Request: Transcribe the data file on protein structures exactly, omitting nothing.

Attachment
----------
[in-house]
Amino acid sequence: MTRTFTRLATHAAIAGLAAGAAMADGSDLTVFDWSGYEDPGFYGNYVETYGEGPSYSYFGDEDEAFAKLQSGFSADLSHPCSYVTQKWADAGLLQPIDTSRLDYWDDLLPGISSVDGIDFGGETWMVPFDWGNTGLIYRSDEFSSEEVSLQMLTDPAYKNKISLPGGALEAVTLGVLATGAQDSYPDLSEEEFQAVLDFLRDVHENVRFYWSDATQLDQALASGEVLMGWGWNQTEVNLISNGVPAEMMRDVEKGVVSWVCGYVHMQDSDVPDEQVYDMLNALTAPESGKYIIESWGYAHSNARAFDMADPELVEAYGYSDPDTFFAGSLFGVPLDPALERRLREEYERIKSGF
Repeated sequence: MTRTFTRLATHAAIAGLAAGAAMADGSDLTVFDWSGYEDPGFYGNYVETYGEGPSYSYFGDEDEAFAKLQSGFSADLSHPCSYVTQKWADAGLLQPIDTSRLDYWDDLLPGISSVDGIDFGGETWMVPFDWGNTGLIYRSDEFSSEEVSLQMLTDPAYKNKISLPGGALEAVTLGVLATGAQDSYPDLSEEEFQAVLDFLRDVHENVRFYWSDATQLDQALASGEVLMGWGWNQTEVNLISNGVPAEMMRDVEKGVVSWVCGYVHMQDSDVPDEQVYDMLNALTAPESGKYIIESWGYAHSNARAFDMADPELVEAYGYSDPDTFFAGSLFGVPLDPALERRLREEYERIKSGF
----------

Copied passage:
[in-house]
Amino acid sequence: MTRTFTRLATHAAIAGLAAGAAMADGSDLTVFDWSGYEDPGFYGNYVETYGEGPSYSYFGDEDEAFAKLQSGFSADLSHPCSYVTQKWADAGLLQPIDTSRLDYWDDLLPGISSVDGIDFGGETWMVPFDWGNTGLIYRSDEFSSEEVSLQMLTDPAYKNKISLPGGALEAVTLGVLATGAQDSYPDLSEEEFQAVLDFLRDVHENVRFYWSDATQLDQALASGEVLMGWGWNQTEVNLISNGVPAEMMRDVEKGVVSWVCGYVHMQDSDVPDEQVYDMLNALTAPESGKYIIESWGYAHSNARAFDMADPELVEAYGYSDPDTFFAGSLFGVPLDPALERRLREEYERIKSGF
Repeated sequence: MTRTFTRLATHAAIAGLAAGAAMADGSDLTVFDWSGYEDPGFYGNYVETYGEGPSYSYFGDEDEAFAKLQSGFSADLSHPCSYVTQKWADAGLLQPIDTSRLDYWDDLLPGISSVDGIDFGGETWMVPFDWGNTGLIYRSDEFSSEEVSLQMLTDPAYKNKISLPGGALEAVTLGVLATGAQDSYPDLSEEEFQAVLDFLRDVHENVRFYWSDATQLDQALASGEVLMGWGWNQTEVNLISNGVPAEMMRDVEKGVVSWVCGYVHMQDSDVPDEQVYDMLNALTAPESGKYIIESWGYAHSNARAFDMADPELVEAYGYSDPDTFFAGSLFGVPLDPALERRLREEYERIKSGF